Powerful SEO Content: Understanding Breadth of Coverage

Nearly every SEO has been on this end of a conversation: “The keyword we really want to rank number one for is [enter impossible keyword here”.

I often tell people they need two things to achieve these impossibly unrealistic rankings:

  1. Proper breadth of coverage (BOC).
  2. A time machine set to 1996.

Since the time machine requires a hefty retainer most clients are unwilling to pay, I often set my sights on obtaining BOC that will enable realistic rankings now, with the possibility of long-term growth in the future.

What is BOC?

The term “breadth of coverage” originally stems from Google patents filed in 2003. In the patent, the search giant claims that BOC is one of the factors used to heuristically solve for the most qualified news article. However, the notion of BOC extends far beyond the news algorithm and consistently impacts site rankings in the organic algorithm.

BOC is the total number of qualified web pages in a domain that are thematically/semantically relevant. More credible pages means more authority. More authority means there’s a greater opportunity to rank for competitive “head” terms.

Here are four ways of demonstrating BOC to search engines:

1. Create a Logical Keyword Hierarchy

This is especially important if your website attacks multiple themes. Typically, the most general and competitive head terms used within a site should be reserved for the home page. This should make sense, as the home page is likely to have the most inbound links, making it the strongest page. Because inbound links pass rank, think of a hierarchy as a way to trickle down PageRank in a focused, keyword relevant manner.

Keyword Hierarchy

2. Internal Linking

This is crucial in connecting the dots for Google. If your website has 50 pages of content about the Super Bowl but is unlinked, how does this benefit the user? Simply having the content under the hood of your website isn’t enough; however, interconnecting that content creates a web of authority that can be easily understood by both users and search engines.

Be sure to assign each subpage a maximum of one or two keyphrases. Every time this phrase is used sitewide, send a link to that corresponding page using varied and keyword rich anchor text. Remember, the most valuable links are within the body of the text and above the fold. Footer links (especially sitewide) are frequently de-weighted.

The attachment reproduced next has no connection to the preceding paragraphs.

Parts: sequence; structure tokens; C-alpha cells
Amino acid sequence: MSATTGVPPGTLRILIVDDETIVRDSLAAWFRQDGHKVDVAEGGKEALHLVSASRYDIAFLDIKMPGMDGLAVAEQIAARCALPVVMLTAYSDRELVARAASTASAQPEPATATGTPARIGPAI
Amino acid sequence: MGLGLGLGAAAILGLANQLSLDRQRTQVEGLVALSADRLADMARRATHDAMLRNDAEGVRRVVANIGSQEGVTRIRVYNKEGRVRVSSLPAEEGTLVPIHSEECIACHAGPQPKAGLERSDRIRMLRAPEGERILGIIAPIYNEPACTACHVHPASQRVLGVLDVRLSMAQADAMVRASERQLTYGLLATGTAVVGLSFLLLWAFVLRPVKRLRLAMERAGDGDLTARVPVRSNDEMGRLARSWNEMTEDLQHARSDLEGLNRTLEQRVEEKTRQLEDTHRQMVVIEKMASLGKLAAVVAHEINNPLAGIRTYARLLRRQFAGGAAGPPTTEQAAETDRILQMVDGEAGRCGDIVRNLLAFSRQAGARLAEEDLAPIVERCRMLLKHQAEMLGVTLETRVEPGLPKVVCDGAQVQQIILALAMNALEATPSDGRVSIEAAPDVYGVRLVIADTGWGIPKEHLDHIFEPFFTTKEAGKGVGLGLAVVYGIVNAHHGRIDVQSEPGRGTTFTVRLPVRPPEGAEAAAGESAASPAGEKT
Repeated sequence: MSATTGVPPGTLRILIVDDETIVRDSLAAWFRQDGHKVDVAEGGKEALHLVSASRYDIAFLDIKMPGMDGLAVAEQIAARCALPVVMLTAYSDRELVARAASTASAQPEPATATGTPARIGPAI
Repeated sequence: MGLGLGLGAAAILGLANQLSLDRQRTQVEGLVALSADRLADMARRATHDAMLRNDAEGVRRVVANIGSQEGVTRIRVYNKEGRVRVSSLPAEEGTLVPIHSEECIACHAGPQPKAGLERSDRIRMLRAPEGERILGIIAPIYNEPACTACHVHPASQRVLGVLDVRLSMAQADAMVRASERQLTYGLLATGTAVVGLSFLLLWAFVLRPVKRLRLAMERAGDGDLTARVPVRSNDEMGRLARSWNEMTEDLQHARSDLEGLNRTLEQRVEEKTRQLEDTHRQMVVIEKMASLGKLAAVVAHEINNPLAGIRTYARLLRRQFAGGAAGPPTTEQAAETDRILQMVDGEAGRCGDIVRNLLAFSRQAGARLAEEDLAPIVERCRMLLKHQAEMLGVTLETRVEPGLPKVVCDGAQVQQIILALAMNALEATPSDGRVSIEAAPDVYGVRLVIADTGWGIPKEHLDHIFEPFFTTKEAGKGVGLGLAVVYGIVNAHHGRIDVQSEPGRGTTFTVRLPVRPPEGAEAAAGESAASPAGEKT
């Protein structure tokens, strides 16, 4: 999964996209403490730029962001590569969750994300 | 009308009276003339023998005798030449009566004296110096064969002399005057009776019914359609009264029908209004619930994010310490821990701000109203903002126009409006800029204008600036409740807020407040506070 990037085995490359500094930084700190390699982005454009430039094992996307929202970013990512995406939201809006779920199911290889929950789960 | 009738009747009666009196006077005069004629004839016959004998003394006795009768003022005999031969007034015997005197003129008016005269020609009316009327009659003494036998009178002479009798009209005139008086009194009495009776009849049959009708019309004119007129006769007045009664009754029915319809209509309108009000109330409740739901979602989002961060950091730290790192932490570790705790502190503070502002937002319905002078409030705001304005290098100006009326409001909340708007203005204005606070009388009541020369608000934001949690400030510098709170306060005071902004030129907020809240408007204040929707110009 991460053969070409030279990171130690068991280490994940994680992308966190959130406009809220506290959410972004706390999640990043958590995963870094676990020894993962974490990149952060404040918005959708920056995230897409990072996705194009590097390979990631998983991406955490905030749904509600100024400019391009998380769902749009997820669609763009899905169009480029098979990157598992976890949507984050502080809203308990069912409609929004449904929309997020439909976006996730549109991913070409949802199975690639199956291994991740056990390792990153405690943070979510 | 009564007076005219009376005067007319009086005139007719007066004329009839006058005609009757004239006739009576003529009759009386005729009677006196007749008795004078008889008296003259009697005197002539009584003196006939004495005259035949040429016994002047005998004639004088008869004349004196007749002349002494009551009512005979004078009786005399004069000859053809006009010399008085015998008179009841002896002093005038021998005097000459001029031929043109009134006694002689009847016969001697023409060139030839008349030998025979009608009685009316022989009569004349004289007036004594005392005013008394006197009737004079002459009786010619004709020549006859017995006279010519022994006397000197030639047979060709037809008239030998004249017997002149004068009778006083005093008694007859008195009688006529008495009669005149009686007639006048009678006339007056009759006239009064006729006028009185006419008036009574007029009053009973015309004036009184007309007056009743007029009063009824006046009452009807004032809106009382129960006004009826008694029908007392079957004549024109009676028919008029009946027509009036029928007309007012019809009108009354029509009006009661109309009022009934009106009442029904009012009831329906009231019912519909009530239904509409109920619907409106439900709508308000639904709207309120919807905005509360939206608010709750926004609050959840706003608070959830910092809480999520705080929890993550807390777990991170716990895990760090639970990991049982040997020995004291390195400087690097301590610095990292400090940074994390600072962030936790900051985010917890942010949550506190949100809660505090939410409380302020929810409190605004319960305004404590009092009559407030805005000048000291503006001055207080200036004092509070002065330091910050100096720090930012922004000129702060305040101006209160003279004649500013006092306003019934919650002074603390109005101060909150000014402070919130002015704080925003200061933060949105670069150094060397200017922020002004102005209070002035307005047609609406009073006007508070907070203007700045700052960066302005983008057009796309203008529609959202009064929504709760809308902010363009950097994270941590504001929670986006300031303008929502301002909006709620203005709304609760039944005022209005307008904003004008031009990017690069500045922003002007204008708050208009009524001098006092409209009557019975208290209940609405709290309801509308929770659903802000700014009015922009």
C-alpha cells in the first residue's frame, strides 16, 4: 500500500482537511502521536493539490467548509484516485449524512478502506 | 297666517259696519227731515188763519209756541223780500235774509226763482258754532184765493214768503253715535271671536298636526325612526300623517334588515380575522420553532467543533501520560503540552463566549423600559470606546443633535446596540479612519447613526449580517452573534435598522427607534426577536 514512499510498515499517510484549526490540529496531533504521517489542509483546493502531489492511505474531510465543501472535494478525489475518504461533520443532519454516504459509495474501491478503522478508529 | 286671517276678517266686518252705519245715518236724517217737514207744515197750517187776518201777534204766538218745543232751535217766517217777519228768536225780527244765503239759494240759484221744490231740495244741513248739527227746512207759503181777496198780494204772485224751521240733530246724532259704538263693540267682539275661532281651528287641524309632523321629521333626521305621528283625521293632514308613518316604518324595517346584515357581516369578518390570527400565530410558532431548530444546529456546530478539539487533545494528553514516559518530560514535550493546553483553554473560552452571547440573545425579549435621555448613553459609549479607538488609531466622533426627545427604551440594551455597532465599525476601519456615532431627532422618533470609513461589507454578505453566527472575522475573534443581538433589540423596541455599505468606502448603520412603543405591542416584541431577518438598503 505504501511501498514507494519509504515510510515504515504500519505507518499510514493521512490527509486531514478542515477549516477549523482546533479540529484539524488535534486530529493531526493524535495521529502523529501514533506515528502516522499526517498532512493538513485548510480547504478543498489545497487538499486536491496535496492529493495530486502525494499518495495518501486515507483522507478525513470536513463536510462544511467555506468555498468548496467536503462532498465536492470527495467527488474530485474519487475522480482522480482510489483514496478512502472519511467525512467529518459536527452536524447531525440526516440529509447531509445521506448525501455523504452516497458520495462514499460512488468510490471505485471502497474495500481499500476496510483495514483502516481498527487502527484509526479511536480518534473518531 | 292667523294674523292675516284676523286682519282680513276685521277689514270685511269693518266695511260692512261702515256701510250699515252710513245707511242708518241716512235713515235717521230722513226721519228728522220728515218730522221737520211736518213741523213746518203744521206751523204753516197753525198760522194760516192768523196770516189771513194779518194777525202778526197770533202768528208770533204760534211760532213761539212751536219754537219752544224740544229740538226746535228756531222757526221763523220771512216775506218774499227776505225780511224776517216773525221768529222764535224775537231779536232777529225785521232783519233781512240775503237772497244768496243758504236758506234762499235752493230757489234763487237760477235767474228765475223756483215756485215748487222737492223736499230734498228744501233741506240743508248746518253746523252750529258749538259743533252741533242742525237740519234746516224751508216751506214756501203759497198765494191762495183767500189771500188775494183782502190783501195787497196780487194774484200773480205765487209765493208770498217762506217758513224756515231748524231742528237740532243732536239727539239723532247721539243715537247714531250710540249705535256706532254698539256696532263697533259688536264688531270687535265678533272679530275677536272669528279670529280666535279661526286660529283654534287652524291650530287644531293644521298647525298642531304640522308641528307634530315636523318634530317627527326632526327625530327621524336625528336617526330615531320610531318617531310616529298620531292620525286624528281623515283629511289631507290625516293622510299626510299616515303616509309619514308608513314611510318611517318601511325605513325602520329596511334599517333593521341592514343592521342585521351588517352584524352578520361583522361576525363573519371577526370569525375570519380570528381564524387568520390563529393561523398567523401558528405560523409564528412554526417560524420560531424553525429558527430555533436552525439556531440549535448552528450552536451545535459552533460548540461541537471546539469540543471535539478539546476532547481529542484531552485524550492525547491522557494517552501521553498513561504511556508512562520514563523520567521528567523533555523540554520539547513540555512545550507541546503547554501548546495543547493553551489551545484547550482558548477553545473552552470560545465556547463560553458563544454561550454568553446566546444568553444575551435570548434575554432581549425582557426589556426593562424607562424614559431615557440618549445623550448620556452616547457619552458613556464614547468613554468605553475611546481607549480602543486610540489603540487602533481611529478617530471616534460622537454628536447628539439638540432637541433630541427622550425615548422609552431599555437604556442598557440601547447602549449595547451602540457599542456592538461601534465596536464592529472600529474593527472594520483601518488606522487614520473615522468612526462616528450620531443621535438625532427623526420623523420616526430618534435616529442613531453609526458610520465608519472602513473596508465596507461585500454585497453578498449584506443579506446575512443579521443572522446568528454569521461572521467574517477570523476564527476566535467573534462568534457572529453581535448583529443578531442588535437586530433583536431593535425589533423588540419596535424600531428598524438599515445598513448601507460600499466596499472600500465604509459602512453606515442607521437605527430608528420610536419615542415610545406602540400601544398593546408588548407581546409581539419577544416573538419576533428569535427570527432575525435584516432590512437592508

If each page serves as a keyword representative, make sure it’s reflected in the title tag, H1 tags, anchor text, alt text, and content (and yes, the meta keyword tag is dead).

3. Avoid the Need to Create a New Domain for Every Product/Service

I once worked with a Fortune 500 client that had a penchant for creating brand new domains instead of building within their massively powerful infrastructure. The reason was simple: the content publishers took their awesome domain authority for granted and figured it would magically extend to a new domain. There are perfectly rational motives for starting a new domain; it just means starting the arduous authority building process from scratch.

Working within the infrastructure of your most powerful domain can greatly expedite the ranking process while eliminating the time and resources it might normally take to rank. This is also a more preferable long-term strategy as brand favoritism is a continued trend in algorithmic tweaks. Your website doesn’t have to be exclusively dedicated to patio furniture to rank number one on Google, but it needs domain authority and breadth of coverage.

4. Create Powerful Content

This entire exercise is relatively moot if you stuff pages with low quality content. Authority documents tend to fare much better in search engines because they provide a full picture of a subject matter. Detailed, well-linked content is one reason Wikipedia thrives in search engines. Whenever you create content for a targeted keyword, focus on dwarfing your competitor in quality, depth, and scope.

Wikipedia sets a high bar in demonstrating breadth of coverage

The most robust content contains powerful text, images, and video — all working in unison. When writing, be sure that content:

  • Has keyword rich headlines.
  • Is at least 250 words.
  • Is logically chunked out with headers and bullet points (wink wink).
  • Has links to other relevant content.

Make sure each piece of content has enough beef to be authoritative and link worthy. Writing content takes time, effort, and willingness to fail, but it can generate relevant traffic for years.

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